The proliferation of indie games on PS4 is a double-edged sword. On the one hand, there is the potential for many hidden gems and lesser heralded titles to fill the gaps between bigger titles and to provide gaming entertainment for the more constrained wallet. However, on the other hand, there is the possibility for straight out bad games – although, this also applies to full retail titles too. For every The Sexy Brutale, there is a Super Rude Bear. So, where on this spectrum does Well Bred Rhino’s The Last Stitch Goodnight fall?
The game begins with your character awakening from a near-death experience before being captured and imprisoned by a mysterious group of lab-coated antagonists. The early part of the game sets out a creepy atmosphere really successfully, leaving the motivations and actions of the antagonist suitably unclear and mysterious. Even the character who frees you appears conflicted.
What follows is a fairly conventional arcade adventure involving finding objects to solve puzzles and unlock doors, with the gameplay never really being elevated from the functional. However, it is the quality of the writing and the grander questions which the game tackles that maintained my interest through to the final credits.
Billed as embracing ‘a new modern mythology’, The Last Stitch feels like a cross between the Metroidvania staples of an environment that gradually opens up as you acquire new powers and the flat 2D worlds of Paper Mario. The combat doesn’t really live up to these influences, however, and is perhaps the weakest aspect of the game. While you can choose from a range of weapons, you will mostly find yourself relying on whichever one you found most recently, which leaves a missed opportunity for a more tactical approach where enemies have particular weaknesses to exploit. You can get through the whole game without requiring much skill, though that might not be such a bad thing; not all games can or need to be Dark Souls.
The first ability you acquire is the power to separate your ‘spark’ from your body. This spark – and its nature – represents the main philosophical subject of the game. The mansion you explore is wonderfully generic in a knowing fashion, leaving the game open to clear comparisons with the likes of Resident Evil. Much as with Capcom’s franchise, Last Stitch is concerned with the ethics and actions of scientific explorations into the nature of mortality and the potential for expanding, or adapting, the physical form.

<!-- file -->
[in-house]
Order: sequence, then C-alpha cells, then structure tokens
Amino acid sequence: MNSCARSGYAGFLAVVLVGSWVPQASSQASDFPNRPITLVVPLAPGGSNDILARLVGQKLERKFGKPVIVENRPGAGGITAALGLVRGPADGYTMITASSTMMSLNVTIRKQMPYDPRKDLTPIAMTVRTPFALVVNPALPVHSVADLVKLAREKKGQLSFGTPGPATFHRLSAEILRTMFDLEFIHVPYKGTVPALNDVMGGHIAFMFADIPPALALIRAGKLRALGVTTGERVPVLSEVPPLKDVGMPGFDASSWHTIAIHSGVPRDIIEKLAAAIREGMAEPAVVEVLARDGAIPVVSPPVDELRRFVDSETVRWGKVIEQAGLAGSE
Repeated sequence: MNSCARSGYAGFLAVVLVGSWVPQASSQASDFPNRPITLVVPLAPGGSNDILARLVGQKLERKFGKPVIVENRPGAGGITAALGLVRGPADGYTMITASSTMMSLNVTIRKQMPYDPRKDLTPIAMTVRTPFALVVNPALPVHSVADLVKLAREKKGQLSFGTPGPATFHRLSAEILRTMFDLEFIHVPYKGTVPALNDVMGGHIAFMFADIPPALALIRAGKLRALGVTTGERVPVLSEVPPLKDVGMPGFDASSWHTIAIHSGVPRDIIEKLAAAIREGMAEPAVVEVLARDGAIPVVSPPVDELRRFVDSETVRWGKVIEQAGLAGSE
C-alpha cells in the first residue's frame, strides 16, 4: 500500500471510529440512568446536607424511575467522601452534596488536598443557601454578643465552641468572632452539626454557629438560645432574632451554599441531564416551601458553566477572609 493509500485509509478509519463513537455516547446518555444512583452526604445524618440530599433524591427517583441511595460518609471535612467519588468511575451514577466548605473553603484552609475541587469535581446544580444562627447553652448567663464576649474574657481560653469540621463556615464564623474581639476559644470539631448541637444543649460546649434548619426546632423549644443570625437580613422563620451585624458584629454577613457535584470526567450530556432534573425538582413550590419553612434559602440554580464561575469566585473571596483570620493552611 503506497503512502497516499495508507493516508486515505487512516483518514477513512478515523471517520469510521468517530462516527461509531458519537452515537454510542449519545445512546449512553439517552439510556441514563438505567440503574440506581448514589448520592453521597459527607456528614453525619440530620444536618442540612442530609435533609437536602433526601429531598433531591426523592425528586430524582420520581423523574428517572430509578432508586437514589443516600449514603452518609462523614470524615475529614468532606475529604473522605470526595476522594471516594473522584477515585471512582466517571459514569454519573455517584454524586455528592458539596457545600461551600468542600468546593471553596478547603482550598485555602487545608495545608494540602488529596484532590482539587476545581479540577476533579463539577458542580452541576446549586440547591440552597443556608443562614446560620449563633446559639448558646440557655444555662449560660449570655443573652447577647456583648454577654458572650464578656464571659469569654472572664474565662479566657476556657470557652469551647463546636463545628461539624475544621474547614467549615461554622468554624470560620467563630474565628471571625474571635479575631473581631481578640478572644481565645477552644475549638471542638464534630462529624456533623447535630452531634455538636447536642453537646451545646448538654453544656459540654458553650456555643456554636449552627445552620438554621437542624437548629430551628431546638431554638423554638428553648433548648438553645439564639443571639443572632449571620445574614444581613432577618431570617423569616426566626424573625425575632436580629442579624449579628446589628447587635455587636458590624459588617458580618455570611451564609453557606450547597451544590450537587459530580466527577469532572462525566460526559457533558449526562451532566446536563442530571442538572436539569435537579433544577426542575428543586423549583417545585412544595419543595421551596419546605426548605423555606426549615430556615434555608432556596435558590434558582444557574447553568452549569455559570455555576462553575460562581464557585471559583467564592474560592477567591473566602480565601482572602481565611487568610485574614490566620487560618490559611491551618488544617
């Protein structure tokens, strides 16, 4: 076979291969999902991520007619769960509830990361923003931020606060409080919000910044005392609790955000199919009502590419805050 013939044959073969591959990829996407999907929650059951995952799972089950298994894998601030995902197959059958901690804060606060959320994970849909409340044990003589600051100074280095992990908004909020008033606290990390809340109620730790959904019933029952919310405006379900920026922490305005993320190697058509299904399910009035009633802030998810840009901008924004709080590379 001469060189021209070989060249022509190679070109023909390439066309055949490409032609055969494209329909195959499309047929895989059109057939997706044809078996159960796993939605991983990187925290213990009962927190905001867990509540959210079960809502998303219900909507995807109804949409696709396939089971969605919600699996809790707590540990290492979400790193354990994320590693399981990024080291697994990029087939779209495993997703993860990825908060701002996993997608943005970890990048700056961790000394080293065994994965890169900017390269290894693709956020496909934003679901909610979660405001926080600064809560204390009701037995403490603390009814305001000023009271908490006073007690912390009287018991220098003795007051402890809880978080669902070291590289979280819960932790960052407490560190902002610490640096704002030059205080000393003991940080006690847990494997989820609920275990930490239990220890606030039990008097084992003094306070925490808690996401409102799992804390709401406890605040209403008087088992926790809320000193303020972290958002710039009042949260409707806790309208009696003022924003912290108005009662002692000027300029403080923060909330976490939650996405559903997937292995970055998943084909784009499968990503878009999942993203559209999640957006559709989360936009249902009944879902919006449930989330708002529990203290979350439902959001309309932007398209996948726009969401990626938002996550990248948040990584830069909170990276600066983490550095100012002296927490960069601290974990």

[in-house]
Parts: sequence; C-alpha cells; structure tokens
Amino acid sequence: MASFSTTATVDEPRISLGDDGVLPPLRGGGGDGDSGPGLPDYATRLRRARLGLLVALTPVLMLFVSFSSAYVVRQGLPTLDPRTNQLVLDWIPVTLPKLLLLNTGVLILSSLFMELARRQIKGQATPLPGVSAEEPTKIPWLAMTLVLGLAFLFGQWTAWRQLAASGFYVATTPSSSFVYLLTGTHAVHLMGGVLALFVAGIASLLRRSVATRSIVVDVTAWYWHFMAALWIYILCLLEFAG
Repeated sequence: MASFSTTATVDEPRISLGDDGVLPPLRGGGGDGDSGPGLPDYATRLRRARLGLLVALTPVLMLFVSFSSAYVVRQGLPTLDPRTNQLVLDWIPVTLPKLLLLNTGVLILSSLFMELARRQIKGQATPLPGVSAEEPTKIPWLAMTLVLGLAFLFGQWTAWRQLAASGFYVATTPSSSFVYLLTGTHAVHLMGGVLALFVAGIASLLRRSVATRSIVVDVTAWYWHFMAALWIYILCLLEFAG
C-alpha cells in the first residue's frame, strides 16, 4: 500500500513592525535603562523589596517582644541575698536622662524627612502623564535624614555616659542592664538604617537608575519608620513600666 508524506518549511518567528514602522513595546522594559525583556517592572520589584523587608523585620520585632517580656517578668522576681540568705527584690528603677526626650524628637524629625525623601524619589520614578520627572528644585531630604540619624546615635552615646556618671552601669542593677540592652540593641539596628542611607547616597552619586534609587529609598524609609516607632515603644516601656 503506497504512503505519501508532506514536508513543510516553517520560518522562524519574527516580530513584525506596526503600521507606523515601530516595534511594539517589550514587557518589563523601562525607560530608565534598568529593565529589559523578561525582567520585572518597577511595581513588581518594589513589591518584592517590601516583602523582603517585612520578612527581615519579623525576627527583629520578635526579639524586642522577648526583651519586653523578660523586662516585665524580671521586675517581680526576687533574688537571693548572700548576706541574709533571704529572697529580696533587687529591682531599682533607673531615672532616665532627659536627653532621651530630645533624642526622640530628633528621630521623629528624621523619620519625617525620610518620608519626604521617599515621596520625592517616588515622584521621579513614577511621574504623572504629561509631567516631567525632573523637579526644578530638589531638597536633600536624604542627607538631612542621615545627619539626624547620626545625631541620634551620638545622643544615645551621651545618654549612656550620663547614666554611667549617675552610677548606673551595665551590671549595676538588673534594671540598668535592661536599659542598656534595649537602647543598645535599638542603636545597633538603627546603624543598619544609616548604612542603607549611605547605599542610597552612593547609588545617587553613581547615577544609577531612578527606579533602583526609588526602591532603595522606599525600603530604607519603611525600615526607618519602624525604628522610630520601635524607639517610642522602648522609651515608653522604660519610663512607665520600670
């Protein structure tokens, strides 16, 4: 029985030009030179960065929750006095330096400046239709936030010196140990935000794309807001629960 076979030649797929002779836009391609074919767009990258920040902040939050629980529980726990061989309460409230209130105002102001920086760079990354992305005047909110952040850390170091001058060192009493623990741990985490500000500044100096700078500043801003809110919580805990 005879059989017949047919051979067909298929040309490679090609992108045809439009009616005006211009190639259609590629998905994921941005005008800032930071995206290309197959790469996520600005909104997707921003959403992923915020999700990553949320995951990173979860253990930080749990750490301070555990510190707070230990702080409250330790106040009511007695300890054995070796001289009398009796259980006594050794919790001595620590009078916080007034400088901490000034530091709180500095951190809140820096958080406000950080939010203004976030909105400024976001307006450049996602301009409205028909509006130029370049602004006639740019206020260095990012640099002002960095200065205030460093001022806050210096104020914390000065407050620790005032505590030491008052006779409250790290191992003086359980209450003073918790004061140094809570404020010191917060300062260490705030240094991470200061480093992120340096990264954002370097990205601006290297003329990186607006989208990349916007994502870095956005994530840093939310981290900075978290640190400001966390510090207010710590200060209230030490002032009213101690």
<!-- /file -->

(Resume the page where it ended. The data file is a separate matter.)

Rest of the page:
Much as in Resident Evil, the internal logic becomes somewhat muddled, leading to you having to face a mutated menagerie of ‘human’, robotic and monstrous foes. The variety of enemies does go some way towards ensuring that the combat doesn’t become too monotonous, although its limitations prevent it from ever being more than an annoyance. I quickly found myself wanting to rush through these encounters in order to progress the narrative and work through the various quests.
The range of enemies you encounter are quickly revealed to be somewhat pathetic figures, and as they lash out at you in impotent anger you almost begin to feel sorry for them. This sympathy for the enemy is furthered by the wittily written medical files you collect that reveal the origins of each type of mutation. The trivial way in which life is dismissed through these accounts of failed experimentation highlights the villainous excesses of the shadowy mad scientist who becomes your main antagonist.
The quests you follow are nicely presented and you can purchase an item that helps to guide you to each objectives. However, I didn’t feel the game really explained the journal well enough and I kind of stumbled across it when pausing for a comfort break. Once I had found it, it worked well and helped to keep track of the various objectives that more detailed exploration uncovered. Equally, the use of objects and consumables is a little unintuitive at first, relying on selection wheels linked to the shoulder buttons.
Having opened up this review with a clear split between good and bad indie games, it is perhaps inevitable that The Last Stitch Goodnight sits squarely between these two extremes. Whilst I loved the meditations on life and identity, the game never really felt polished enough to avoid detracting from the overall experience. It is by no means a bad game, but ends up as perhaps the very epitome of average. I am intrigued enough by the writing to want to see what Well Bred Rhino comes up with next, and don’t begrudge the time I spent playing through The Last Stitch Goodnight. However, given the frankly ridiculous flood of quality titles this year, I would find it hard to recommend this one over many others.
Version Tested: PS4